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Al Bastakiya Historical District

AlBasta

At first glance, Dubai is a city of skyscrapers. I remember my first visit. After a day of wandering through malls and gawking at the tall buildings from the metro, all I wanted to do was get away. On the second day, we visited Al Bastakiya, which I loved.

Al Bastakiya

It isn’t a big area, but it’s still great to visit. Some areas of the district date back to the 1890s – it was originally home to a number of Emirati families. However, part of it was demolished in the 1980s to make way for office buildings, and the rest was planned to be flattened too. After Prince Charles visited in the early 1980s at the invite of Rayner Otter – a British architect that wished to preserve the area – it was decided that the demolition should stop. What remains is a few houses hosting art galleries, museums and cafes, most of which can be visited.

The area isn’t the best to visit in the summer. It is HOT! There isn’t an awful lot of air-conditioning, although some of the buildings do have fans. But in the winter it is well worth a visit. The art galleries have all sorts of different styles of art, and you can take your time viewing them. My favorites are XVA Gallery – which also has a fabulously rated hotel and café attached – and MAKE Cafe and Gallery. I’ve not eaten at MAKE (although I understand they sell camel milk ice cream!), but the food at XVA is delicious. You can sit in their courtyard and watch the world go by. They offer Arabic calligraphy classes, which looked pretty cool.

Al Bastakiya

The historic district also hosts the Sheikh Mohammad Centre for Cultural Understanding. Opened in 1998, the centre offers a range of tours and events to help aid understanding of the local culture. They are the same organisation the runs the tours of Jumeirah Mosque. During the summer, some tours do not run, but during the winter they do offer an impressive range – creekside tours, historical walks, lecture tours, Arabic classes and cultural meals. If you are interested in getting to know the ‘real’ Dubai, it is a great place to start. Tours start at around 100AED.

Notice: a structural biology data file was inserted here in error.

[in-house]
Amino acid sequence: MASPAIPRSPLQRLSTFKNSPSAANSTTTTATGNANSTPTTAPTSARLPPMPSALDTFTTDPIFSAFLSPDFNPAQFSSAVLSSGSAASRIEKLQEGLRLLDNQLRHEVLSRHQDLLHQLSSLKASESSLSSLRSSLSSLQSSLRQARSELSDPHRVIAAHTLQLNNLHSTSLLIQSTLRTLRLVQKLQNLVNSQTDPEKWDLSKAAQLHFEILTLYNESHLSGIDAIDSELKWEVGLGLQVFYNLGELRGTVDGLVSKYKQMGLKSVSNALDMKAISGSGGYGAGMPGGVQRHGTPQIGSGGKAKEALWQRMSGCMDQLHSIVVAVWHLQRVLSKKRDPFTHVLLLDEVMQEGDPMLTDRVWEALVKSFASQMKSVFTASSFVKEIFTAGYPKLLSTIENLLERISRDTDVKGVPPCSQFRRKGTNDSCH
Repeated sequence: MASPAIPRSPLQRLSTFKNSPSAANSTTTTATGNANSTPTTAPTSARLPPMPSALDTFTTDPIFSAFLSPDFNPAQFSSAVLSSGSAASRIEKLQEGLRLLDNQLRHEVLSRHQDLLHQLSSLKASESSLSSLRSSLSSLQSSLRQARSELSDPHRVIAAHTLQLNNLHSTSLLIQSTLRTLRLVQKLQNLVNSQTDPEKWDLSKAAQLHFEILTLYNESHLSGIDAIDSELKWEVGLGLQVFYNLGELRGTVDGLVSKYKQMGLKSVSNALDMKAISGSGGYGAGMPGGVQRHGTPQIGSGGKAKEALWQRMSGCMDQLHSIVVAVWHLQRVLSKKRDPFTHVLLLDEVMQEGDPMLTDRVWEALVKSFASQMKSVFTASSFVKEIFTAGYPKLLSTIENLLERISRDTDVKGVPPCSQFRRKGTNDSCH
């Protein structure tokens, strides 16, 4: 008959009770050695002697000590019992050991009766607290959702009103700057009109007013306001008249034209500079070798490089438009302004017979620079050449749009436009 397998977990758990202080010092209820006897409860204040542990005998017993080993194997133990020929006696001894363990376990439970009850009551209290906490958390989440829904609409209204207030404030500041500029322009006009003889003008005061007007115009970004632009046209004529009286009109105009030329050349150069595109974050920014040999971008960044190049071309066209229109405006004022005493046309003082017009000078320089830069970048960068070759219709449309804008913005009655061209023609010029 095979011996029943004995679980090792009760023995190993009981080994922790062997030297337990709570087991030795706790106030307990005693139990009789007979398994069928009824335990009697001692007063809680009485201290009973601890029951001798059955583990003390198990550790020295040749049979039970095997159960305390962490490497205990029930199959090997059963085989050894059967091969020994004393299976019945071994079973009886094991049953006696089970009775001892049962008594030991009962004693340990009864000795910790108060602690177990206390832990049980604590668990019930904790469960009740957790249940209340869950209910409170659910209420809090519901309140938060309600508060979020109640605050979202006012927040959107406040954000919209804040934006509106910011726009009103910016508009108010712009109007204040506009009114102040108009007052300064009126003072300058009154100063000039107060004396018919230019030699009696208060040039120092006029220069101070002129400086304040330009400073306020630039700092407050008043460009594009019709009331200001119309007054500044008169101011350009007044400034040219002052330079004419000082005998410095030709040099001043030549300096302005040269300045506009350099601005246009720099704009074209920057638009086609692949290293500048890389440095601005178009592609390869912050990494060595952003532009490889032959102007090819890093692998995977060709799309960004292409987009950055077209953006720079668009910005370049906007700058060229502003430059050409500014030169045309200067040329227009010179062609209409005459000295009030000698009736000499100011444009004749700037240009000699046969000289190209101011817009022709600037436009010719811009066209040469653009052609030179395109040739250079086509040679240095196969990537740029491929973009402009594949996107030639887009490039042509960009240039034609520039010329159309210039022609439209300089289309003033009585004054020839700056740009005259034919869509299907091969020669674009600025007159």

There are also a few other museums in the area you can check out if you are bored. The district is a short walk from the old Dubai Museum, which is only 3AED to enter. Go early – it is popular among tour groups of Chinese! It is well worth a quick visit, particularly as a contrast to the new Etihad Museum. There are coffee, coin and calligraphy museums in Al Batiskaya. Sadly, the camel museum is currently closed!

Finally, the Arabian Tea House comes highly recommended as a place to enjoy a traditional Arabic meal. They have huge food platters available, plus my favorite treat – lemon and mint drink. The food is plentiful and carefully prepared, and its a popular spot for locals and tourists alike. Instead of trying to squeeze in for dinner – which is often busy – opt for an early morning breakfast for a different experience.

Al Bastakiya


Al Batiskaya Historical District

How to get there: Catch the metro (green line) to Al Fahidi Street, and walk down Al Mussalah Street towards Dubai Creek.

Eat: Arabian Tea House, XVA Gallery, MAKE Cafe

Visit: Dubai Museum, Coffee Museum, Sheikh Mohammad Centre for Cultural Understanding

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The 58th Floor is the travel and lifestyle blog of Belinda Birchall, based in Dubai. It provides advice and information on travel throughout Europe, Asia and the Middle East, as well as useful information for living in Dubai - and anything else of interest!

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